This op-ed was originally published by SaltWire on January 12th 2024 and can be found here.
It’s tough to make enough money to support a good quality of life. We are facing a crisis of inequality, where billionaires are getting richer and the average worker struggles to keep up with a rising cost of living.
The community impact sector, which employs around 19,000 people in Nova Scotia, faces unique and additional challenges.
In spring 2023, out of 224 nonprofits and charities focused on addressing social and environmental problems, 48 per cent reported difficulties attracting qualified candidates and 68 per cent reported difficulties retaining staff, both due in part to expectations around wages and benefits. More than half experienced competition from other sectors, and burnout is a systemic problem.
At the start of 2024, we find ourselves in a moment that calls for a collective and broad transformation, and we have an idea of where to begin: moving away from an outdated model of how much we work each week.
Over the past two years, Impact Organizations of Nova Scotia, New Dawn Enterprises, the Cape Breton Centre for Craft & Design and the Ecology Action Centre each implemented four-day work week pilots and have since switched to a permanent reduced-hour work week.
The four-day work week — with employees working fewer hours for the same pay — makes it possible for employers to increase their total compensation package without significant additional financial costs. Thanks to data collected by Stephanie Gilbert at Cape Breton University throughout the joint pilot, we know the effort is worthwhile for staff and organizational culture.
For example, at Impact Organizations of Nova Scotia, there has been no significant change in staff-reported difficulty in keeping up with workload. At the same time, maintaining a work/family balance has become easier and perceptions of co-worker respect have increased.
At the Ecology Action Centre, there has been no significant negative change in perceptions of workload or helping behaviours (ability and willingness to help co-workers). Instead, there has been a noted decrease in stress, intent to quit and burnout.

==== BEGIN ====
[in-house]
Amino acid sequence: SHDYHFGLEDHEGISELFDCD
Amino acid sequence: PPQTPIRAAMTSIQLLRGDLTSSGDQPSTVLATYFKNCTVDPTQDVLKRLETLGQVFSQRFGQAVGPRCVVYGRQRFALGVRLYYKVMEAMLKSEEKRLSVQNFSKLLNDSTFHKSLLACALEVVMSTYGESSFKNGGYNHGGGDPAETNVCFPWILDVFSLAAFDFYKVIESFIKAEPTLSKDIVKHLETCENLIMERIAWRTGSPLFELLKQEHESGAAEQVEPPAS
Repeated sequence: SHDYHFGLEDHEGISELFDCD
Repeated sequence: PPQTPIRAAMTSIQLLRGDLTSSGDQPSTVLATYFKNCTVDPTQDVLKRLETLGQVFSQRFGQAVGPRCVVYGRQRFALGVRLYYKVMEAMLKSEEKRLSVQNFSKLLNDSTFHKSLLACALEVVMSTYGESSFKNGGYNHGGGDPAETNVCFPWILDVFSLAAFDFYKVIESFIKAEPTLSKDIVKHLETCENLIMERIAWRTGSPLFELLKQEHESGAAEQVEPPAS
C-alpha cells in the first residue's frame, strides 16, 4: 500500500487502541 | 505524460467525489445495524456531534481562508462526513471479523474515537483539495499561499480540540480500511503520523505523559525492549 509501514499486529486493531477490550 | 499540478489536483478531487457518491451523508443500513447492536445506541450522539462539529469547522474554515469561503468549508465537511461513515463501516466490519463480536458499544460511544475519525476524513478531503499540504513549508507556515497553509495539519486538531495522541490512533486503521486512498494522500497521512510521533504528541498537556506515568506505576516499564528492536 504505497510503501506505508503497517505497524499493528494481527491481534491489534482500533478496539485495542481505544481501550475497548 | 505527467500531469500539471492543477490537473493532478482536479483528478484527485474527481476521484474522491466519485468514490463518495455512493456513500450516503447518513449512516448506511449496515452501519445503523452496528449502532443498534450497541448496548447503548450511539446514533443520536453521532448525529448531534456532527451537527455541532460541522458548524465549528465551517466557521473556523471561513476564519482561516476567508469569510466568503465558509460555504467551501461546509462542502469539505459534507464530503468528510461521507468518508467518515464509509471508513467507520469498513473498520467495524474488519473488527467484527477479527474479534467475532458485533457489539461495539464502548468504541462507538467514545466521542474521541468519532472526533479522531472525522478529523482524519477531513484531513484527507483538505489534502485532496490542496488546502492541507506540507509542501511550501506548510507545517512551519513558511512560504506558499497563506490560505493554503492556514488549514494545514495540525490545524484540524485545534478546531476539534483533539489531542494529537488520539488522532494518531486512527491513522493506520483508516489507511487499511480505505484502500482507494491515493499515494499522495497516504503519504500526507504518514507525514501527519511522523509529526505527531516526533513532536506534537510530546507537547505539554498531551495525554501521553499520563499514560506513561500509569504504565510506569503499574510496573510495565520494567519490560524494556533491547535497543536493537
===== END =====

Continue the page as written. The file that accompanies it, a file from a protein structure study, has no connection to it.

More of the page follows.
The reduced-hour work week has also changed how each organization operates.
At the Ecology Action Centre, there has been a huge culture shift. While working with the same fierceness as always, staff are also collectively pushing back on the dehumanizing urgency of capitalism.
At the Cape Breton Centre for Craft & Design, the process has prompted other initiatives like undertaking a compensation review and developing a leadership team to support the executive director’s workload. Staff have noted that these changes help make the centre a place they want to stay long term.
At Impact Organizations of Nova Scotia, similarly, employees have reported that the policy has made them less likely to look for work elsewhere. Meanwhile, job openings that have come up are attracting more qualified applicants.
At New Dawn, job applicants have likewise been higher calibre. Supporting staff well-being while meeting the needs of the seven sectors New Dawn serves is a work in progress. However, the modest challenges of the reduced-hour work week are far preferable to the existential challenges of burnout and overwork.
How to make it work for you
If your plans for 2024 include implementing a four-day work week at your organization, here are some practical steps we found helpful.
Start with a pilot and a mindset of experimentation. Have employees sign a confirmation of their understanding of the pilot, including its expectations, duration and the possibility that it won’t become permanent. A four-day work week may not fit your organization’s needs, but you may discover that another structure might like a four-day week once a month, every two weeks or in the summer. Embrace this spirit of learning.
Communicate clearly and often with the community you serve – via social media, mail, email and posters – well before you start your new policy and tell them why you are trying it. Remind them when it starts and whenever changes happen.
Have conversations before and throughout the process to help staff learn, reflect and support new standards and practices.
Consider how to adjust the length and frequency of internal meetings. Get clearer about what work you are focused on and what to let go of, strategically and with compassion. Trust that your employees can manage their responsibilities, too.
If your organization will stay open to the public more than four days a week, determine a fair group agreement and clear schedule for how this work will be divided throughout the year.
Although the 40-hour work week might seem like a natural default, it is not. Just as society adapted from a 55-hour to 40-hour work week, so too will we adapt to a world in which we’ve taken a crucial step toward a better balance between our work and non-work lives and selves.
Annika Voltan is the executive director of Impact Organizations of Nova Scotia. Erika Shea is the president and CEO of New Dawn Enterprises. Lori Burke is the executive director of Cape Breton Centre for Craft & Design. Maggy Burns is the executive director of the Ecology Action Centre.